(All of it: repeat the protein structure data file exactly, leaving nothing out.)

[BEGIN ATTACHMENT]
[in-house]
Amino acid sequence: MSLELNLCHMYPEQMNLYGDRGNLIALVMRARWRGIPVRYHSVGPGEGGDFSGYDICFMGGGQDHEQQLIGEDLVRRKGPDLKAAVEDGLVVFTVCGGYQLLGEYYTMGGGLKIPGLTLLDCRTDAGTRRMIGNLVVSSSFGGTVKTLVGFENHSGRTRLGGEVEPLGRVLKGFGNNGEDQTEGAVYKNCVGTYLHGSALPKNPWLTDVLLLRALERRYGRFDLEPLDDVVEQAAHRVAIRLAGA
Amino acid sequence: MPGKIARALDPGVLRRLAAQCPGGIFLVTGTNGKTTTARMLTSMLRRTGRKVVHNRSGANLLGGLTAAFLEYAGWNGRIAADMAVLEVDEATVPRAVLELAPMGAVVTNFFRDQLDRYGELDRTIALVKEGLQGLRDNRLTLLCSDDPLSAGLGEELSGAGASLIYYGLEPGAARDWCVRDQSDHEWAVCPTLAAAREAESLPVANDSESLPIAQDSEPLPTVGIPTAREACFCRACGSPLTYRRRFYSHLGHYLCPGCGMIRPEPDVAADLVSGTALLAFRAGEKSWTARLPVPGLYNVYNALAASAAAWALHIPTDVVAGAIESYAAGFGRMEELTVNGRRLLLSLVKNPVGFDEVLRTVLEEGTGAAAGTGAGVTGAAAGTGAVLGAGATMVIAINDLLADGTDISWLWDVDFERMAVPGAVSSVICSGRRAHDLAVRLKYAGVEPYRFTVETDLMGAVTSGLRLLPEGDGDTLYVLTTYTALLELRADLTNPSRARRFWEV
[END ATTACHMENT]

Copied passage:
[in-house]
Amino acid sequence: MSLELNLCHMYPEQMNLYGDRGNLIALVMRARWRGIPVRYHSVGPGEGGDFSGYDICFMGGGQDHEQQLIGEDLVRRKGPDLKAAVEDGLVVFTVCGGYQLLGEYYTMGGGLKIPGLTLLDCRTDAGTRRMIGNLVVSSSFGGTVKTLVGFENHSGRTRLGGEVEPLGRVLKGFGNNGEDQTEGAVYKNCVGTYLHGSALPKNPWLTDVLLLRALERRYGRFDLEPLDDVVEQAAHRVAIRLAGA
Amino acid sequence: MPGKIARALDPGVLRRLAAQCPGGIFLVTGTNGKTTTARMLTSMLRRTGRKVVHNRSGANLLGGLTAAFLEYAGWNGRIAADMAVLEVDEATVPRAVLELAPMGAVVTNFFRDQLDRYGELDRTIALVKEGLQGLRDNRLTLLCSDDPLSAGLGEELSGAGASLIYYGLEPGAARDWCVRDQSDHEWAVCPTLAAAREAESLPVANDSESLPIAQDSEPLPTVGIPTAREACFCRACGSPLTYRRRFYSHLGHYLCPGCGMIRPEPDVAADLVSGTALLAFRAGEKSWTARLPVPGLYNVYNALAASAAAWALHIPTDVVAGAIESYAAGFGRMEELTVNGRRLLLSLVKNPVGFDEVLRTVLEEGTGAAAGTGAGVTGAAAGTGAVLGAGATMVIAINDLLADGTDISWLWDVDFERMAVPGAVSSVICSGRRAHDLAVRLKYAGVEPYRFTVETDLMGAVTSGLRLLPEGDGDTLYVLTTYTALLELRADLTNPSRARRFWEV